BIOL 101

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Credit Hours

(4-3) 4 Cr. Hrs.

Section Start Dates

Section NoStart Date
145307August 25, 2014
145308August 25, 2014
145309August 25, 2014
145310August 25, 2014
145311August 25, 2014
145312August 25, 2014
145313August 25, 2014
145314August 25, 2014
145315August 25, 2014
145316August 25, 2014
145317August 25, 2014
145318August 25, 2014
145319August 25, 2014
145320August 25, 2014
145321August 25, 2014
145323August 25, 2014
145338August 25, 2014
145383August 25, 2014
145385August 25, 2014
145388August 25, 2014
145390August 25, 2014
145391August 25, 2014
145434August 25, 2014
147806August 25, 2014
147824August 25, 2014
246004August 25, 2014
246025August 25, 2014
246048August 25, 2014
246055August 25, 2014
246087August 25, 2014

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General Biology

Course Description

This course is a one-semester introductory course. This course introduces students to the scientific study of living organisms. Students will investigate biological concepts including the chemical basis of life, cell structure and function, metabolism, reproduction, genetics, evolution, biological diversity and classification, plant structure and function, animal structure and function and ecology. Students attend four hours of lecture and three hours of laboratory each week. Science majors seeking to fulfill a two-semester introductory biology sequence should enroll in BIOL 120 and BIOL 130.


(A requirement that must be completed before taking this course.)

  • BIOL 50 or successful completion (2.0+) of introductory high school biology within the last five years.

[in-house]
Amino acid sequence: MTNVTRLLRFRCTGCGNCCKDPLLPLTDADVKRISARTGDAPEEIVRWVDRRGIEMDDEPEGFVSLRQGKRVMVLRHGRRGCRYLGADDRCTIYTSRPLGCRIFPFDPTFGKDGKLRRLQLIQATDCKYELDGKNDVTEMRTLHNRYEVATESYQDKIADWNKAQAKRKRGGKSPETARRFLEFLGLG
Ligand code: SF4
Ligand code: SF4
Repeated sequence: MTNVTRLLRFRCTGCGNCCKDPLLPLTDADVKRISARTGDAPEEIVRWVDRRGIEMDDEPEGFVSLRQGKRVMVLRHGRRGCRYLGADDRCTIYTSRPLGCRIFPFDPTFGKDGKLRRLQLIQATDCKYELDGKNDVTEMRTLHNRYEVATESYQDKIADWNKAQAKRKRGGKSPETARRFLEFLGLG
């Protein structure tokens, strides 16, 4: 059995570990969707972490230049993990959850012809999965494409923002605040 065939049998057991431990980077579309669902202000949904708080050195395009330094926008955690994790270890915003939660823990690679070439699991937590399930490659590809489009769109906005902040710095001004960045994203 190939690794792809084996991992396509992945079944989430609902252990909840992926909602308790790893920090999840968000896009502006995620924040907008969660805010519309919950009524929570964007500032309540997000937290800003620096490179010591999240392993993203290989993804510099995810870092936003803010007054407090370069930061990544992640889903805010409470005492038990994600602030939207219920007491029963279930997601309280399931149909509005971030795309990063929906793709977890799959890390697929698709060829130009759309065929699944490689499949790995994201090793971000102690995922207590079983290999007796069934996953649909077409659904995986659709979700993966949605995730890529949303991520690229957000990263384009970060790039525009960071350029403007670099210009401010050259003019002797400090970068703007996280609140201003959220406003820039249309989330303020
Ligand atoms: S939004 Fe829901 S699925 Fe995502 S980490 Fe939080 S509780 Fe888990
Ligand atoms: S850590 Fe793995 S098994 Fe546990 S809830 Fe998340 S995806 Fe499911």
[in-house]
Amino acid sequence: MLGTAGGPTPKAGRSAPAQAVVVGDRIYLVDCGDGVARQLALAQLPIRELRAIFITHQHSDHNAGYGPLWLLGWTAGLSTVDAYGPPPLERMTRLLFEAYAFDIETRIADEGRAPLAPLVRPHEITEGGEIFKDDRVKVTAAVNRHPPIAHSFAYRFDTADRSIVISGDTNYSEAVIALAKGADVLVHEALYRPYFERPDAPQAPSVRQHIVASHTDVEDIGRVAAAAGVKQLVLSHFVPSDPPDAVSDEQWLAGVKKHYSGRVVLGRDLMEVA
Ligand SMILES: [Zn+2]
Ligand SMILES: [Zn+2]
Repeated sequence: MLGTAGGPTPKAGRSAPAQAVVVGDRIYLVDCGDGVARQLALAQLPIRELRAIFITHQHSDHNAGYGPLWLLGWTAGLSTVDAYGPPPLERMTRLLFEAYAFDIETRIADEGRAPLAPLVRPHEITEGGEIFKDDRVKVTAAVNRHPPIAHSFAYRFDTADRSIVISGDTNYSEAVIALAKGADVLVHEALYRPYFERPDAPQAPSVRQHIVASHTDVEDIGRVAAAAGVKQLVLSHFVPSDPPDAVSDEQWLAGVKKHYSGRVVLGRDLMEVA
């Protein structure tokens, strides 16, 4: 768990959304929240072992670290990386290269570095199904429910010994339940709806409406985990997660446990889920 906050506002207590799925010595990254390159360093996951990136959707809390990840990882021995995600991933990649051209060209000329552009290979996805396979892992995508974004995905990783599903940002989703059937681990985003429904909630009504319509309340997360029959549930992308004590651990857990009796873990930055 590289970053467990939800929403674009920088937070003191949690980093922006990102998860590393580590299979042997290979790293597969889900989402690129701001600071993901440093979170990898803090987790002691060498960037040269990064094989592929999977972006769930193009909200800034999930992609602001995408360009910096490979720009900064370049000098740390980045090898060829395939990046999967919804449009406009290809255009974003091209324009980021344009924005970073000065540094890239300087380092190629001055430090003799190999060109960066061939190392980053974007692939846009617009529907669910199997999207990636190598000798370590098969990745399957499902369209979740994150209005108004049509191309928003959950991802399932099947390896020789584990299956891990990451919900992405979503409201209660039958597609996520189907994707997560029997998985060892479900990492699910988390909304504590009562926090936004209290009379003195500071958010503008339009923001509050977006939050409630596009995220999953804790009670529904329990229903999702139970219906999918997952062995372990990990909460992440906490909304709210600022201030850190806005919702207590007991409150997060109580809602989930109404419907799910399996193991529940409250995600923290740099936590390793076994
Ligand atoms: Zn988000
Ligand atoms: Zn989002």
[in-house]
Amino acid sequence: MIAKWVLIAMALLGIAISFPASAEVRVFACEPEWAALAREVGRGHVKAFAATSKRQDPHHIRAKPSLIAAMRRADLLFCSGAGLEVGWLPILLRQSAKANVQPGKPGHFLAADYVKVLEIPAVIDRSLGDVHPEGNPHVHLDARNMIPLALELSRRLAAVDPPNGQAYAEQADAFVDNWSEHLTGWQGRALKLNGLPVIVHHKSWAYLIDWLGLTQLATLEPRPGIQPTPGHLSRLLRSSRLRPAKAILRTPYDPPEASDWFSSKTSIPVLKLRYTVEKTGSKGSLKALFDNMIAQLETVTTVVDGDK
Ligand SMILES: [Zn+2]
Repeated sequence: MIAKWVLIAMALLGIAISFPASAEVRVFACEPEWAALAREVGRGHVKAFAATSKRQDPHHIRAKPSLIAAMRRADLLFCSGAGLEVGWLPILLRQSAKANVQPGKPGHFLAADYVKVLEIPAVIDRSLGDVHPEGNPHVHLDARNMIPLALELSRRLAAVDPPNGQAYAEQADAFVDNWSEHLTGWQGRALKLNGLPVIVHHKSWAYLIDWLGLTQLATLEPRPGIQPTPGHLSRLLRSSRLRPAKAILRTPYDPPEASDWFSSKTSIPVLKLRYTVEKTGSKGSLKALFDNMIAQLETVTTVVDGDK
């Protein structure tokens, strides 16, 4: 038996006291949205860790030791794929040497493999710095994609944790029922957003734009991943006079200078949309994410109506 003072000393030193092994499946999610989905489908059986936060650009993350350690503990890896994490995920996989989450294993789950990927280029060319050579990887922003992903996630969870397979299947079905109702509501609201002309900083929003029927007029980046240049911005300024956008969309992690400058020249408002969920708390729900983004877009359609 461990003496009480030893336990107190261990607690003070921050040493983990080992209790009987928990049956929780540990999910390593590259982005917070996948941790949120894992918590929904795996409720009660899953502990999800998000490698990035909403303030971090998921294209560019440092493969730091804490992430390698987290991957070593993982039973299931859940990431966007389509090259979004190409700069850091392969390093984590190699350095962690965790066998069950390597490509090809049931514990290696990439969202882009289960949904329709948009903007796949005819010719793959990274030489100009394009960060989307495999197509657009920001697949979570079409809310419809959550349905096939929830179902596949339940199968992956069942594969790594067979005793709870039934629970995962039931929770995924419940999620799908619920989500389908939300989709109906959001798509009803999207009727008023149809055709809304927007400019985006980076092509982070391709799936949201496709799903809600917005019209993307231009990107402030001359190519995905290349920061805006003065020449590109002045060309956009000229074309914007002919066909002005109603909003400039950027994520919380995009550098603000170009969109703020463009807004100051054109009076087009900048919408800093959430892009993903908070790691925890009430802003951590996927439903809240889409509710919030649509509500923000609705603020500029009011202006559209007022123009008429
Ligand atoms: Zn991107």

Course Competencies

Upon successful completion of the course, the student should be able to:

  • Identify in the correct order the steps of the scientific method.
  • Arrange the levels of biological organization from least complex to most complex.
  • Differentiate between a scientifically valid question, hypothesis and prediction.
  • Differentiate between inductive and deductive reasoning with respect to their use in scientific investigation.
  • Explain how DNA accounts for both the diversity and unity of life on Earth.
  • Relate the process of natural selection to evolutionary adaptation in populations of organisms.
  • Relate the structure and function of living organisms to their chemical basis.
  • Identify the structural and functional differences between prokaryotic and eukaryotic cells.
  • Predict the effect of solutions with different tonicities on plant and animal cells.
  • Relate the role of enzymes in biochemical pathways and cellular metabolism.
  • Explain how photosynthesis and cellular respiration contribute to the cycling of carbon atoms on Earth.
  • Differentiate between mitosis and meiosis.
  • Relate the process of mitosis to asexual reproduction, growth, tissue repair and cancer.
  • Describe how meiosis and sexual reproduction contribute to genetic variation in species.
  • Explain the chromosomal basis for inheritance.
  • Relate the role of DNA and RNA to gene expression.
  • Interpret how the genetic code on DNA directs protein synthesis.
  • Identify the practical applications of DNA technology.
  • Summarize how evolutionary adaptations have led to the anatomical and physiological differences between the major taxonomic groups of organisms.
  • Relate the role of plant tissues and organs to plant development, growth, nutrition and reproduction.
  • Relate the structure of animal tissues, organs and organ systems to their functions.
  • Compare how abiotic (physical and chemical) and biotic (living) factors influence life in the biosphere.
  • Relate the processes of energy flow and chemical cycling to ecosystem ecology.
  • Determine the length, volume, temperature and mass of objects using standard metric units of measurement.
  • Demonstrate the proper use of the light microscope.
  • Prepare biological specimens for microscopic examination.
  • Construct an appropriate graph to display scientific data.
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